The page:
Kub's Den

Which is Stronger: Optimism or Fear?

Elaine Kub
By  Elaine Kub , Contributing Analyst
Open interest in corn futures is typically twice the open interest in soybean futures. After the rally of the past three weeks, the December corn contract's open interest has surged to 2.4 times the November soybean contract's open interest. (DTN ProphetX Chart)

Which is stronger -- fear or optimism? This question is sometimes presented as a choice between either fear or "greed," but let's not use negative, judgmental words. A grain market speculator who sees potential for higher-priced corn and takes futures positions to profit from that speculation isn't necessarily being "greedy" -- at least no more so than a grain producer who plants seed in the ground and leaves the crop unhedged, anticipating higher prices in the future. They're just doing their job. Whether or not their optimism will be rewarded, time will tell.

As late-planting headlines have saturated the ag commodities space, bullish ideas have unsurprisingly taken hold of the grain markets and new-crop corn futures prices skyrocketed more than 90 cents through the last half of May. Let me clarify: It's not just late planting, but really, truly, super-duper, alarmingly late planting.

The nation's corn is only two-thirds planted, as of June 2, when we would typically expect the task to be virtually complete. Illinois, the No. 2 producer of U.S. corn, still has less than half its corn planted and continues to experience flooding. Presumably, any speculators who are looking to profit on the movement of corn prices this spring are currently looking in an upward direction.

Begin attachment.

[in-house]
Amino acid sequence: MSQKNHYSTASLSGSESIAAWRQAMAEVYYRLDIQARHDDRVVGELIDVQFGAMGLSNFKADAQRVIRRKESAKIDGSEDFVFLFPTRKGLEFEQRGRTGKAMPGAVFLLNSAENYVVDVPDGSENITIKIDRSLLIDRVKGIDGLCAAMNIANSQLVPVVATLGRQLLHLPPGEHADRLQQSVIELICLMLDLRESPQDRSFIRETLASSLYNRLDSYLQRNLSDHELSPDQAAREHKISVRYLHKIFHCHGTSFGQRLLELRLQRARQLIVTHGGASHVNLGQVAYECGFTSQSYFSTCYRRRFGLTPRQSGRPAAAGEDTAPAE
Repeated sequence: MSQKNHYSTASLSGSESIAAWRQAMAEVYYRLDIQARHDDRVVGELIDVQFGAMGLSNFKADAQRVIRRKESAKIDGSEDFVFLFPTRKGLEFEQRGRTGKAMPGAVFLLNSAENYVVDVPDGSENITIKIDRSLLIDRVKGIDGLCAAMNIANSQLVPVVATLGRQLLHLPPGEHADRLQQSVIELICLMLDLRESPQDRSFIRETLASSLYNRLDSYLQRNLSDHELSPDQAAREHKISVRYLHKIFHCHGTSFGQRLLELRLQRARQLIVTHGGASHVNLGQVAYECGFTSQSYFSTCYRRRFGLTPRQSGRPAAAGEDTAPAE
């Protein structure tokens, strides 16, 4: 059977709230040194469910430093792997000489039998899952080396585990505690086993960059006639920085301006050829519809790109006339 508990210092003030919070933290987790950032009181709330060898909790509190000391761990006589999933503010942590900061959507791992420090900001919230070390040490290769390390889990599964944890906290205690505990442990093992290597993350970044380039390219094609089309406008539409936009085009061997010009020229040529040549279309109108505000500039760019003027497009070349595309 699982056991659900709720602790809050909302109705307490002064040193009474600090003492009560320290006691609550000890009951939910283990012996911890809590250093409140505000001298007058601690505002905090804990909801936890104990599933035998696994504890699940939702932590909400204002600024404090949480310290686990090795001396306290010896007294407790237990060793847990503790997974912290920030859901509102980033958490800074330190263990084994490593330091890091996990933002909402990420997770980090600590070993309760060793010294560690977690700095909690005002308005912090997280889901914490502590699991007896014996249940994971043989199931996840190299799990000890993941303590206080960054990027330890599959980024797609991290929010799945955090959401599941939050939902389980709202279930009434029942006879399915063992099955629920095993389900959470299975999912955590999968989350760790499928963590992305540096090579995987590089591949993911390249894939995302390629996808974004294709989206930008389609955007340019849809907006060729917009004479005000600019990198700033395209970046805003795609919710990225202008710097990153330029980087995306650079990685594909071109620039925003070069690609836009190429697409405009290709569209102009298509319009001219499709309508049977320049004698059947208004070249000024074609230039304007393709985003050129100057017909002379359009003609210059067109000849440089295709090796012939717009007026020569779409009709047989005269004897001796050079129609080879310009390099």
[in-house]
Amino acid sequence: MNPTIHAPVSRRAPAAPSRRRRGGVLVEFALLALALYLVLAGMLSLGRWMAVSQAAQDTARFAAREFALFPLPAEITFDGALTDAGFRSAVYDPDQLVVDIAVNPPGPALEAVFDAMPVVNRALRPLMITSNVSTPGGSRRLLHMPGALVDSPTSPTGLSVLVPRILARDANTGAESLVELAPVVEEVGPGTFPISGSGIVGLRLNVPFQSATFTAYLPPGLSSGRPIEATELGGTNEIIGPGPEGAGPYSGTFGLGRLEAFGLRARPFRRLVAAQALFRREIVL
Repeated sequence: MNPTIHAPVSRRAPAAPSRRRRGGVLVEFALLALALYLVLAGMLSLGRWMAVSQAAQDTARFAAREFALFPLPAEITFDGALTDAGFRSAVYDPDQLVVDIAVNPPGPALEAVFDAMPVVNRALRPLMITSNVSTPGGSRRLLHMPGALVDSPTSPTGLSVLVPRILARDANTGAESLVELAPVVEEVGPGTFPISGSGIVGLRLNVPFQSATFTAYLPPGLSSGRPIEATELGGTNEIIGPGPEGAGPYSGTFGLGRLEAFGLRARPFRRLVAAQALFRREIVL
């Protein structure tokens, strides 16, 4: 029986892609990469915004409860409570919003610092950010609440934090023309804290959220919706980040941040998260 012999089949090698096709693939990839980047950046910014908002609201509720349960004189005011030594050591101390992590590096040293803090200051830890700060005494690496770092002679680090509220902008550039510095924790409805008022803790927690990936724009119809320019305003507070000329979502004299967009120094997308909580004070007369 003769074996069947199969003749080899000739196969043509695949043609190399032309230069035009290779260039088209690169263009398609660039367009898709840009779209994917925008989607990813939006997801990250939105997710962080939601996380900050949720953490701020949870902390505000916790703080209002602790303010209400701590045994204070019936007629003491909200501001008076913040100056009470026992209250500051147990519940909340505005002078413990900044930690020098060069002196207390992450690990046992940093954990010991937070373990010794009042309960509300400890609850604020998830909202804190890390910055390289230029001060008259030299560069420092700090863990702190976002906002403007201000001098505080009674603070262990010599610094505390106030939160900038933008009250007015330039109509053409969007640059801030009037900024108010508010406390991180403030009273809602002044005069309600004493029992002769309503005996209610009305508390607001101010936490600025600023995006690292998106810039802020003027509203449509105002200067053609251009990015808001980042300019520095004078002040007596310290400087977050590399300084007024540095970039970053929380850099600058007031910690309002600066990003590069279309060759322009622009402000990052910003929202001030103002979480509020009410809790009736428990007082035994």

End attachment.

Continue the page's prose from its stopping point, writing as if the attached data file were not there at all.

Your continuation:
However, recall that the "managed money" speculators in the corn market started out the month of May 2019 with record-large net-short futures positions -- a profoundly bearish outlook that made sense in a world with over 2 billion bushels of ending stocks for the current marketing year and ending stocks for 2019-20 forecast to be about 20% more massive than that. Now, however, a remarkable shift in mood has occurred. How much of the 90-cent jump should be ascribed to panicky short covering, getting the speculators out of dangerous, previously held bearish positions (fear)? And how much should be ascribed to traders establishing fresh, voraciously bullish positions (optimism)?

Short covering has indeed taken place. Since the continuous corn futures chart hit a low on May 13, "managed money" speculators have gone from holding 483,382 short futures positions to holding only 256,106 short futures positions last Tuesday. That's a frantic pace of over 25,000 short futures contracts being closed out per trading session (by buying offsetting long futures contracts). Note, however, that this segment of the market was still net-short in corn futures in the latest Commitments of Traders report from the CFTC. They may still have more short covering left to do.